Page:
Time Lord 3 – “It is not we who are on trial here, Doctor. It is you.”
The Doctor – “No, no, of course. You’re above criticism, aren’t you?”
Time Lord – “Do you admit that these actions were justified?”
The Doctor – “Yes, yes, of course I do!”
After naming the evils he’s faced the Doctor concludes, “All these evils I have fought while you have done nothing but observe. True, I am guilty of interference, just as you are guilty of not using your great powers to help those in need!” The Time Lords certainly don’t see it as the Doctor does. After stripping Jamie and Zoe of their memories of their time with the Doctor and returning them to their proper place in time, they sentence the Doctor to exile on Earth. They grant there is evil in the galaxy and if the Doctor is so keen on stopping it, he can protect the people of Earth…but he can’t go anywhere else. They strip him of his knowledge of time travel and take the TARDIS’ dematerialization circuit. They force a regeneration, essentially “killing” him, and place the Third Doctor and his broken TARDIS on Earth, in England, in 1970.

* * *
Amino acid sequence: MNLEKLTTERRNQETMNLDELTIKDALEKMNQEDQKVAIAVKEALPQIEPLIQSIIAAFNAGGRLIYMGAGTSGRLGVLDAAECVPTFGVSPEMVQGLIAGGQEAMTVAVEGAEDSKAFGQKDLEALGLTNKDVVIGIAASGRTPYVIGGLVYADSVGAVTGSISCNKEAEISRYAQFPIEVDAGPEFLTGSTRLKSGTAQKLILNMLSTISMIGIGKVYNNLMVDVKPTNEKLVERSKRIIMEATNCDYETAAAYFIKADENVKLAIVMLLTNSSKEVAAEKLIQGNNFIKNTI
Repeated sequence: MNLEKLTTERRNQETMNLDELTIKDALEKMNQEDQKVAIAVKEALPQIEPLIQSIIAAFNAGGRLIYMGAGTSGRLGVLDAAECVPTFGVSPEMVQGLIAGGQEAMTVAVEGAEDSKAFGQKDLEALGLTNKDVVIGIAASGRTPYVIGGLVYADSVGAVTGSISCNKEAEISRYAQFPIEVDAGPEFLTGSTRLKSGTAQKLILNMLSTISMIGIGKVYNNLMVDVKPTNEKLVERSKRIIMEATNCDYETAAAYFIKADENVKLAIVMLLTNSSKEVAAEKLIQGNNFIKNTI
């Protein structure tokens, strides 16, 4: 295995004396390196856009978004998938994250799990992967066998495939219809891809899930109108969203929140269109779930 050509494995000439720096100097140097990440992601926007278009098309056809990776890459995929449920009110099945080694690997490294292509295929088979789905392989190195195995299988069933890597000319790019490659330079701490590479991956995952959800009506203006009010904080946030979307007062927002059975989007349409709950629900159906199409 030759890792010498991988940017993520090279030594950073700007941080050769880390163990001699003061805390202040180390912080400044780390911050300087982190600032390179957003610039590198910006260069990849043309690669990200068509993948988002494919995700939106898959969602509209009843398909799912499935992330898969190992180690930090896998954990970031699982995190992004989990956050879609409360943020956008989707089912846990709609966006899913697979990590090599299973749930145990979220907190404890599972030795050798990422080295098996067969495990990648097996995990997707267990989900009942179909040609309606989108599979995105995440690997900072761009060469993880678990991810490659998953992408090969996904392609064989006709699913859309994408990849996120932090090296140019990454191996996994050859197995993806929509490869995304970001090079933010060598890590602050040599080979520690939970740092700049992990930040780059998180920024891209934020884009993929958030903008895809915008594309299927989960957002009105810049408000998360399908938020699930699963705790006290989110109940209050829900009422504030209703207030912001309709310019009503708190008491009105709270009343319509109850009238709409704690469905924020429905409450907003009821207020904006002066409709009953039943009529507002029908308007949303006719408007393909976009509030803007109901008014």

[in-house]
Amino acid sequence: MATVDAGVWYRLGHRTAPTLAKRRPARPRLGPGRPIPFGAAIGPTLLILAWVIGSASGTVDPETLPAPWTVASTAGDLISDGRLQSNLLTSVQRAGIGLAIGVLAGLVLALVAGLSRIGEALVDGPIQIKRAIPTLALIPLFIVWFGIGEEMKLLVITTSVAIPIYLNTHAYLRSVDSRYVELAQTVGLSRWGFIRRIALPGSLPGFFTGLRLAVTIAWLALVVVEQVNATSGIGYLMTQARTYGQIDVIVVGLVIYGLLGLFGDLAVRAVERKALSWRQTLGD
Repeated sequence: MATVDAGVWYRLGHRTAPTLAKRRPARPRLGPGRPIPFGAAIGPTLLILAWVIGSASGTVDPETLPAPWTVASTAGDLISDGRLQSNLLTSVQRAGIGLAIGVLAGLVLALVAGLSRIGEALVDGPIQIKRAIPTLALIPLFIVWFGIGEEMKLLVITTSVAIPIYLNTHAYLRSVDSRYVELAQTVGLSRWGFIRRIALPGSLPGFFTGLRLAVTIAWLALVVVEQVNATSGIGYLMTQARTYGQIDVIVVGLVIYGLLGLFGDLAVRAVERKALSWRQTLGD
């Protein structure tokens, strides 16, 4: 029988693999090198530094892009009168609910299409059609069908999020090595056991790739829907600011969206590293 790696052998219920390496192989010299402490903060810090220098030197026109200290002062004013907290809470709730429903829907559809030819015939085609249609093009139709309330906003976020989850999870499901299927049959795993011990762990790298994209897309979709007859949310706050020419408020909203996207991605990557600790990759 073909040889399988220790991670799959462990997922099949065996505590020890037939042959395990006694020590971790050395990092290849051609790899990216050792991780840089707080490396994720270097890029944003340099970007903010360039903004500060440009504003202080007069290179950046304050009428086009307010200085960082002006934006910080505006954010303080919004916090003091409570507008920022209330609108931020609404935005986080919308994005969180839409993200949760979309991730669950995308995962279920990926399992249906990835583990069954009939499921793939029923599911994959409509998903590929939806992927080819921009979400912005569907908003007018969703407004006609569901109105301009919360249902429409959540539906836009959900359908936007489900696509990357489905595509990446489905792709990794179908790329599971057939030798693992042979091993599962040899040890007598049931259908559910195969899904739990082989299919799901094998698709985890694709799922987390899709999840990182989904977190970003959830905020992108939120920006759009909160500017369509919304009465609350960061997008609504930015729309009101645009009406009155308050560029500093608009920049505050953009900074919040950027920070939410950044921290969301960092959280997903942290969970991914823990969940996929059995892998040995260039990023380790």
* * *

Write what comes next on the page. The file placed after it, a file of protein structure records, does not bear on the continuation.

The Doctor reconnects with Brigadier Lethbridge-Stewart and (with great reluctance and the grumpiest sass you can imagine) becomes the “chief scientific advisor” to UNIT, the United Nations’ Intelligence Taskforce. Despite bristling at being stuck on one planet in one year living life one day at a time for the first time in centuries, the Doctor bonds with the Brigadier and those he works with, most notably Liz Shaw, Captain Mike Yates, Sargent Benton, and Jo Grant. Liz, an accomplished scientist who worked alongside the Doctor since he first arrived at UNIT, left to pursue her studies at Cambridge and, in her absence, Jo, a civilian UNIT operative, was assigned to the Doctor by the Brigadier.